Sweet or sour? (part 1)
This article concerns sugar and sugar products added to food, not naturally occurring sugars such as those found in fruit.
The annual sugar consumption per person has risen from 124 pounds in 1970 to 170 pounds in 2008 (USDA statistic). Often, these numbers are a bit inflated because they are based on production and sales, and the USDA has no way of measuring actual consumption. Some product is wasted or disposed of due to shipping or a number of other variables. Let us err on the conservative side and assume each person consumes 150 pounds of sugar per year.
We do some simple math…carry the 1 and that is about 750 calories from sugar per day. Most nutrition labels will read, “based on a 2000 calorie diet” at the top of the label. If 750 of your daily calories come from sugar, that represents over 1/3 (33%) of your total calories (actually it is 37.5%). 33% represents way more than the little tip of the pyramid we are all too familiar with from grade school.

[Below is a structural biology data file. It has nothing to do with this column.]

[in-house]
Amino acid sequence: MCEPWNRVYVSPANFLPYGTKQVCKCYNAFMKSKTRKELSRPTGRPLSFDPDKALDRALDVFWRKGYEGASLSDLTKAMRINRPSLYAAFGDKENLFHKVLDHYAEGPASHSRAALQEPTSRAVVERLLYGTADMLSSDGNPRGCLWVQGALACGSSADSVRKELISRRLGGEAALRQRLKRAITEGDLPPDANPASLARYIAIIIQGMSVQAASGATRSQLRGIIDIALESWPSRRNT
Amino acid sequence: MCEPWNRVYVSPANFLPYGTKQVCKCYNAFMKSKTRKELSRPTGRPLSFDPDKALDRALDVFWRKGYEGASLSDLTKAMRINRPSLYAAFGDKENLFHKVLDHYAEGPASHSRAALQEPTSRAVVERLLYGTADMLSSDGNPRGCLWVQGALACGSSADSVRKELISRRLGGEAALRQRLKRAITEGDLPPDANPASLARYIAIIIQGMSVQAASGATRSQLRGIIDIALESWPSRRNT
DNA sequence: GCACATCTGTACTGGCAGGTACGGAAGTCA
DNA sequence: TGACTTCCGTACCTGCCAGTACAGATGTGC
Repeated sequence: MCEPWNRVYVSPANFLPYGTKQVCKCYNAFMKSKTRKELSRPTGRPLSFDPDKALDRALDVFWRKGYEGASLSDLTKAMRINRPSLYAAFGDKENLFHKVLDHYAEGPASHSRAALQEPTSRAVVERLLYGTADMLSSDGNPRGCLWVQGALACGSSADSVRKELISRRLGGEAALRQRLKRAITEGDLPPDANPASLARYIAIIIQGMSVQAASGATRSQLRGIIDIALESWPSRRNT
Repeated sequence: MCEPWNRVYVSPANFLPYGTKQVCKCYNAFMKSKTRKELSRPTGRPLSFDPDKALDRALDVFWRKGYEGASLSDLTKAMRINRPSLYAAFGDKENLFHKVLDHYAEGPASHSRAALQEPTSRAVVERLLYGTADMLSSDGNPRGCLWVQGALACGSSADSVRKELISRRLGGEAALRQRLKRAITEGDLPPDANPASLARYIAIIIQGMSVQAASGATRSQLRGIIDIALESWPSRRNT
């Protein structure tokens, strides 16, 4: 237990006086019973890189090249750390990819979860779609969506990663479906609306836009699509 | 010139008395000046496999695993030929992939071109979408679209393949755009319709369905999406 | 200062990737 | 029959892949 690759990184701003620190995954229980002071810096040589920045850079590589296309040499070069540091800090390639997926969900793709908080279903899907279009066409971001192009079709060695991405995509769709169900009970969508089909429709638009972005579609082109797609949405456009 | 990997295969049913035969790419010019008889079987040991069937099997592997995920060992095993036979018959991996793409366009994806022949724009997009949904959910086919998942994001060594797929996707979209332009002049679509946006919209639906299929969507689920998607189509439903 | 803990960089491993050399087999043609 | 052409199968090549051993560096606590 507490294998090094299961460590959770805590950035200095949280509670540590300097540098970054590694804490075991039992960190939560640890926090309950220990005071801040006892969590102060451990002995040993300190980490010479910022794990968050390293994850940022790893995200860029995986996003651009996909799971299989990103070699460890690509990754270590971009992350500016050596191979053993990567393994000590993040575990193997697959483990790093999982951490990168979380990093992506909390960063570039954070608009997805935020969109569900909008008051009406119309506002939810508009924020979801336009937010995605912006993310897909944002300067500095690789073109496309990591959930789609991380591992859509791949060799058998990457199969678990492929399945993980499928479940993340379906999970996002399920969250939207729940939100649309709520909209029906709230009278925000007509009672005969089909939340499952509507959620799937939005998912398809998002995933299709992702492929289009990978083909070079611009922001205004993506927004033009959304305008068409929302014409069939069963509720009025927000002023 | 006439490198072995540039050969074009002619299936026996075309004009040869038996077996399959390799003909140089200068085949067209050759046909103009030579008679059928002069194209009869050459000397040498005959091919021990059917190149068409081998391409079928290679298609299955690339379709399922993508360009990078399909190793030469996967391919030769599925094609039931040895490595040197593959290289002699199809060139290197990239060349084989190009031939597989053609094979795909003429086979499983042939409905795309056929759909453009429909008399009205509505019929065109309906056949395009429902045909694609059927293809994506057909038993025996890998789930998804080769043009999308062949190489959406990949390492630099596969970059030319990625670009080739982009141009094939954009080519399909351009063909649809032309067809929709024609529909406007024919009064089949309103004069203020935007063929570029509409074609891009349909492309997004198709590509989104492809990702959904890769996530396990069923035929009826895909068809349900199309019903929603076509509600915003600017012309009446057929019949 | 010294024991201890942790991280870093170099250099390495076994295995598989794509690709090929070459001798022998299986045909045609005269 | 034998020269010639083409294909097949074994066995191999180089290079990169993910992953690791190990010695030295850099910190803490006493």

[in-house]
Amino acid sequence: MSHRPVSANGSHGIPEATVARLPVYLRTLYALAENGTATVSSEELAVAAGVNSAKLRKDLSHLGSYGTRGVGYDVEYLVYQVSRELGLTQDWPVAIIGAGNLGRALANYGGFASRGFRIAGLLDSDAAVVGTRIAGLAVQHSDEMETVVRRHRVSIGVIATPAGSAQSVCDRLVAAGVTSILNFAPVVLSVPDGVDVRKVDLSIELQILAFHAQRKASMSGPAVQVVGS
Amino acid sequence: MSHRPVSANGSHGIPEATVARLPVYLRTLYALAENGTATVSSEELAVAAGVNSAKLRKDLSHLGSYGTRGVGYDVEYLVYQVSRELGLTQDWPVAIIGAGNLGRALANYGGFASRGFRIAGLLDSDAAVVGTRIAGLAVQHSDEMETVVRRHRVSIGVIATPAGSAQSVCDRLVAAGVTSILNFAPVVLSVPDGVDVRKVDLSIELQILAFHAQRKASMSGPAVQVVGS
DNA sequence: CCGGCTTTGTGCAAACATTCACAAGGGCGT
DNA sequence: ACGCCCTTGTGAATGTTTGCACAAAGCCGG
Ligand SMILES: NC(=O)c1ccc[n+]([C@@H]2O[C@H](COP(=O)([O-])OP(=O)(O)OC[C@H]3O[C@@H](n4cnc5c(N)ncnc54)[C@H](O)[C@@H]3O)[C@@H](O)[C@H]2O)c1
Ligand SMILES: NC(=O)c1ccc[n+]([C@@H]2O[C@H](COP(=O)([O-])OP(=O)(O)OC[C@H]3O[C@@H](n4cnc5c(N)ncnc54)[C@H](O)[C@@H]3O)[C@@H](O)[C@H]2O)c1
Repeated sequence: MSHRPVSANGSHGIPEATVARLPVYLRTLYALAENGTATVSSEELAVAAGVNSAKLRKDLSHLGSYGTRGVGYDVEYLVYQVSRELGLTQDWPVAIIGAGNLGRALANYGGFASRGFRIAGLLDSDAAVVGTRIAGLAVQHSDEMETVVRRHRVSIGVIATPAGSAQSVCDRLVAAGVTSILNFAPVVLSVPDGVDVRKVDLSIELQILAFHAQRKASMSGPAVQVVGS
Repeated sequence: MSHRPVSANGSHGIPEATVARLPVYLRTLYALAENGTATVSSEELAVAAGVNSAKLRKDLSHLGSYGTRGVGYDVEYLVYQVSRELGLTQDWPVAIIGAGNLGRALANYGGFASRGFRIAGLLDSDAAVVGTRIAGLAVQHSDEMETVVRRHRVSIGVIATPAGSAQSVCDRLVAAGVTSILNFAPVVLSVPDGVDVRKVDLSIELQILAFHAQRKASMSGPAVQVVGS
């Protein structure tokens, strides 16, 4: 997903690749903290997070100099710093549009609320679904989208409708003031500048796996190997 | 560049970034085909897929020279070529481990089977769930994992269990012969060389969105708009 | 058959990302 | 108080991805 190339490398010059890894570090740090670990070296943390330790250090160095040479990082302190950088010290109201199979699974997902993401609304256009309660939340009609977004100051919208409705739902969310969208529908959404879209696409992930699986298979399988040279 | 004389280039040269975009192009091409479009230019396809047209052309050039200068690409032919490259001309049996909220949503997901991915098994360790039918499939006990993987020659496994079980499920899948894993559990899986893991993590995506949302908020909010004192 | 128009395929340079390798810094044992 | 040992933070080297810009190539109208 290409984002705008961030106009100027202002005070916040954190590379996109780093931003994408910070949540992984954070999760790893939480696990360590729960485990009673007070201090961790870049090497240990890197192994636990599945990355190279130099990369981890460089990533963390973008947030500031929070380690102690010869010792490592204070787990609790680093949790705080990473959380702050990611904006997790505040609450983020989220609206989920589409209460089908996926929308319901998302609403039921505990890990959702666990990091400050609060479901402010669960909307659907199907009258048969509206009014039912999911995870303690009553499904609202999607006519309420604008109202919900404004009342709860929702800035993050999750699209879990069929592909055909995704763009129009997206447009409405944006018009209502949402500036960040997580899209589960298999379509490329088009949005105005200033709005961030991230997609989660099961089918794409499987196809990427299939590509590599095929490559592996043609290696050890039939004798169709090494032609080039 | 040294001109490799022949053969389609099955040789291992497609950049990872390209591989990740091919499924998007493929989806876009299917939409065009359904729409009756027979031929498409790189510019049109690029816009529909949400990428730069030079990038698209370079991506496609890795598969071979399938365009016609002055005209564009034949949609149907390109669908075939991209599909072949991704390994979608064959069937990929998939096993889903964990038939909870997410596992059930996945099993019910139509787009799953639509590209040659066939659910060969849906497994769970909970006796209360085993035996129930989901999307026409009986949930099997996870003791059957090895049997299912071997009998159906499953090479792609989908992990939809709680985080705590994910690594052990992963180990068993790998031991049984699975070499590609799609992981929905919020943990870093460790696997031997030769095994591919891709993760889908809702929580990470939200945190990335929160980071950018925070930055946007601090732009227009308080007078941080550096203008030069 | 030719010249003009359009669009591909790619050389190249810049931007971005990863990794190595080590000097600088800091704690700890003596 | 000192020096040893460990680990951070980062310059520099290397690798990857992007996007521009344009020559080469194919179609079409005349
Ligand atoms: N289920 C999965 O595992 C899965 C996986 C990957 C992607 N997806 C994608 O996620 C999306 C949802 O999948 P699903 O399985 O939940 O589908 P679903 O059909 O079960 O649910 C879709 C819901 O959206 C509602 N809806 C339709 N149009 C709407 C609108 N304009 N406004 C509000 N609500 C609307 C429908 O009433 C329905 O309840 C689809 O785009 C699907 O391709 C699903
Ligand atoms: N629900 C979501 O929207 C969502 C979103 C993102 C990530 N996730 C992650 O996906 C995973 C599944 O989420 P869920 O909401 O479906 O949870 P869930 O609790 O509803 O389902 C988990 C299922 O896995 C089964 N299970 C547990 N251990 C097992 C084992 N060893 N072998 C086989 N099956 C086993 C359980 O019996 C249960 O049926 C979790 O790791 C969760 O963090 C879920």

If you are consuming 750 calories from sugar, chances are you are eating more than the 2000 recommended. These excess calories equal fat, and the damage excess sugar does to the balance of the human body is another article. The American Heart Association (AHA) recommends no more than 36 grams of sugar for men and 20 grams for women per day. One can of most sodas contain more than 40 grams of sugar. Pay attention to your nutrition labels and look for sugar additives if the grams are not given.
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